Vacationing in Belize During a Pandemic
By Susan Hammond, Agency Owner
There are two Great Barrier Reefs. One that you have probably heard of, and another that may be less familiar. The Belize Barrier Reef is a 190-mile long section of the 560-mile Mesoamerican Barrier Reef System, which is continuous from Cancun on the northeastern tip of the Yucatan Peninsula through the Riviera Maya and down to Honduras, making it the second largest coral reef system in the world. Rich with wildlife, the coast attracts large schools of bonefish, tarpon and the elusive permit. All these are catch and release, and those who enjoy sport fishing naturally follow.
”Prior to entering the country, all travelers are expected to have a Belize Travel
Health app on their smartphones.”
One of my sons, Jack, is an avid fly fisherman and recent college graduate. Bone fishing off the coast of Placencia, Belize was his optimal destination and with the last child off the payroll, we thought that a celebration was in order…right?
Of course, this is 2020, and things are different now. The last thing any of us wanted to do was put anyone in danger, be it members of our party or those in the Belizean communities. The question, then, was could it be done? Belize opened its borders to Americans on October 1. After nearly eight months of closure, the government implemented strict protocols for incoming tourists, requiring every one to present a negative PCR test for COVID-19 before departing from their country of origin. All tests needed to be administered 72 hours in advance. Our family also took the precaution of self-quarantining the week before just to be safe.
Prior to entering the country, all travelers are expected to have a Belize Travel Health app on their smartphones. Their safety measures were quite thorough, and necessary.
Once we arrived at the Belize City Airport, the next step was to take a short commuter flight from Belize City to Placencia, about 160 miles south along the coast. We just missed Hurricane Eta that sent a lot of rain from Honduras to Belize, so we had beautiful weather for sitting on the beach, fishing and snorkeling.
Since our resort was booked at about 25 percent capacity, we were warmly welcomed at this beach resort by the staff, who followed all local health and safety protocols making us all feel extremely comfortable. Masks were required just about everywhere we went. But, despite not showing our faces all that much, the amazing staff had all our names memorized by the second day.
For those who did not care to fish took a snorkeling excursion from Placencia to the Belizean reef and snorkeled around Silk Caye. We were thrilled to get to snorkel with rays, nurse sharks, lionfish, brain coral and other exotic ocean life.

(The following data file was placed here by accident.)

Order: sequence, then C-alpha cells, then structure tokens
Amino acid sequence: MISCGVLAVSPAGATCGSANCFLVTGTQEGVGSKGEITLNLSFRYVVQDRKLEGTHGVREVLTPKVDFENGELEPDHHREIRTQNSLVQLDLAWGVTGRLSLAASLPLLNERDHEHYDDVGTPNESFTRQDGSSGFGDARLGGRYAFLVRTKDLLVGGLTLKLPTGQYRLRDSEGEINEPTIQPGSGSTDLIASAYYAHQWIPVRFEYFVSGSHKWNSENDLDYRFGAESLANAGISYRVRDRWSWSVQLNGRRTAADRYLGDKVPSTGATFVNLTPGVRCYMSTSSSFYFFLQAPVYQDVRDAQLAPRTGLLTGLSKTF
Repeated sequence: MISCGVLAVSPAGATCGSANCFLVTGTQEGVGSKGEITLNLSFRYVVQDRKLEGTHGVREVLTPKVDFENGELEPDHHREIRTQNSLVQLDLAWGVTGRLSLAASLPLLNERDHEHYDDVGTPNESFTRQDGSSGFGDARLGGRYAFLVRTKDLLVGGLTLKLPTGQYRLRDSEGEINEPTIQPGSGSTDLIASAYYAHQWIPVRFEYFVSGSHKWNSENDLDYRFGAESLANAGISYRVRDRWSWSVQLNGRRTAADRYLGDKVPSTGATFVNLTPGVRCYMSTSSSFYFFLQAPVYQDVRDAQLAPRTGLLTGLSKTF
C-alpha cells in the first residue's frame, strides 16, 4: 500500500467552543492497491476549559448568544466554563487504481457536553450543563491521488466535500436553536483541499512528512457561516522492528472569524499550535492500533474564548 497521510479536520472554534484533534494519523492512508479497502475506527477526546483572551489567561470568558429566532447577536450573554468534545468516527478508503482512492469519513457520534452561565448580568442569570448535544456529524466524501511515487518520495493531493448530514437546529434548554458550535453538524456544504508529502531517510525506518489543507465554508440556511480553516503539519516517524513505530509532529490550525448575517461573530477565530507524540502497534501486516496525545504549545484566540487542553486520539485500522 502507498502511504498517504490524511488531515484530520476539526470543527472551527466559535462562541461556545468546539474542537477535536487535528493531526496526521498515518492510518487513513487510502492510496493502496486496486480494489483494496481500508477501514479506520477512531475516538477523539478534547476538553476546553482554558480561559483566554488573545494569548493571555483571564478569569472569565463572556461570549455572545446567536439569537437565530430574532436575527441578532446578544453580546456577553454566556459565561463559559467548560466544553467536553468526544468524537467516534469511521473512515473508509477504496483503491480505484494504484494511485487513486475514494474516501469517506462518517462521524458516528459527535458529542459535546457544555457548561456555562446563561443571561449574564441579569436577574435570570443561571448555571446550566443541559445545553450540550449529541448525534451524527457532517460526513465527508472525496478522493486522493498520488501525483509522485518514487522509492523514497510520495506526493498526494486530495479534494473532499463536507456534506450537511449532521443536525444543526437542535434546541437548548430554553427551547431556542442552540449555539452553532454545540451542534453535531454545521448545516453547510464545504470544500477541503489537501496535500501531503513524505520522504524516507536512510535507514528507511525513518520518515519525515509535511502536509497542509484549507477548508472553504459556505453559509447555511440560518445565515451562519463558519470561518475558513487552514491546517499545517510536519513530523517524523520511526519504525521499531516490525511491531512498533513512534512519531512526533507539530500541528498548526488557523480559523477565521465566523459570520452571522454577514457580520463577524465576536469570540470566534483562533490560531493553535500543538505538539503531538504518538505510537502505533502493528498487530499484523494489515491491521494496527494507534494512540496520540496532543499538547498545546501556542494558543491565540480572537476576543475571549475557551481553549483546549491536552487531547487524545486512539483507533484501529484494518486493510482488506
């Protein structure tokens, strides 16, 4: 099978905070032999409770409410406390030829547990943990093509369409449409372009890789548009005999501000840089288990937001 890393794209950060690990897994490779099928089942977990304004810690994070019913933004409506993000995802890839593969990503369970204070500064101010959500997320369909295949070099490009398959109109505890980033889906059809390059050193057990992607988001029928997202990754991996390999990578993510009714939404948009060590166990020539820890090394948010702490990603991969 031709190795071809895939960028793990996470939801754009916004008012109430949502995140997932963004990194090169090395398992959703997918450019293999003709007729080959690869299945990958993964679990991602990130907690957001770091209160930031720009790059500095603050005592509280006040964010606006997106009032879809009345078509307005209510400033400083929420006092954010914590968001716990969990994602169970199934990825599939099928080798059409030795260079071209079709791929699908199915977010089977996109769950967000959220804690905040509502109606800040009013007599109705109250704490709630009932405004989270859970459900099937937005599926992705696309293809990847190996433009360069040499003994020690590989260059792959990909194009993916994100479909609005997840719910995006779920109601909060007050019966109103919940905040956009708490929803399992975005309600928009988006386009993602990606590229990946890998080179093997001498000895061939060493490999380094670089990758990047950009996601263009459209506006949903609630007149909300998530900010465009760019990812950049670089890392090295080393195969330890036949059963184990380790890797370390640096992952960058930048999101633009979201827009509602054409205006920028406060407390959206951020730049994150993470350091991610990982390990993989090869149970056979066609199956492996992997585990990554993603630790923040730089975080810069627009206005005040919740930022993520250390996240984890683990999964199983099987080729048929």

The small, laid-back town of Placencia was a delight to explore during our stay. With the resort’s daily complimentary shuttle into town, we were able to eat at local restaurants, have a cool adult beverage on the beach, or shop for local souvenirs and artisans.
The four young adult boys in our group hired a driver one day to take them to a local waterfall for a refreshing swim. Of course, the story is that the local drug lord owned the land where the waterfall was located, which made the excursion even more thrilling. Fortunately for them, they were the only people there.
Our time in Belize came with obstacles and a natural reflection process to follow. As one of the leaders in the travel industry, we take it upon ourselves to make sure that we are doing just that: leading by example. What I can say is that COVID-19 has challenged us in ways this industry never expected. We have, in good spirits, pivoted to a lane where we can advise clients about safety and leisure, staying up to date with the most relevant information. If we were not confident that we were staying safe and keeping others out of harm’s way, we would say otherwise. Our experience was enjoyable, even with the masks and social distancing.
Without reaching too far into the realm of rationalization, we also must recognize the economic component that COVID-19 has had on countries dependent on tourism. Much of the staff and personnel we interacted with during our time were there temporarily. They were being paid, but for six months, this simply was not the case. Belize does not have a robust unemployment system. Without tourism to provide business, people working in this industry are at risk of failing to support themselves and their family members. Traveling safely, therefore, is key right now.
Your personal travel advisors at Endless Travel are optimistic about 2021. We feel that the first quarter is going to see travel rebound in a strong way for a couple of reasons. First, the news of the vaccine is a psychological boost. We see it as one of the first encouraging signs in recommending our clients start their travel plans. They may not travel immediately, but they will begin booking for later in the year or the following year.
Second, cruise line execs are feverishly working to get the ships afloat again, with new sanitation protocols that will alleviate the fears of contamination. We believe cruise ships (river and ocean) will begin to sail in the second quarter on a limited basis. When cruising does resume, the Endless Travel advisors will be at the forefront, counseling our clients while we all continue to navigate the uncertainties of this transitionary period.
As we say goodbye to 2020, the Endless Travel team wants to thank you for remaining positive and hopeful in a challenging year for all industries. We know this year has been difficult for so many people around the world, both personally and professionally, and we are looking forward to a new year filled with good health, happiness, and hopefully new travels!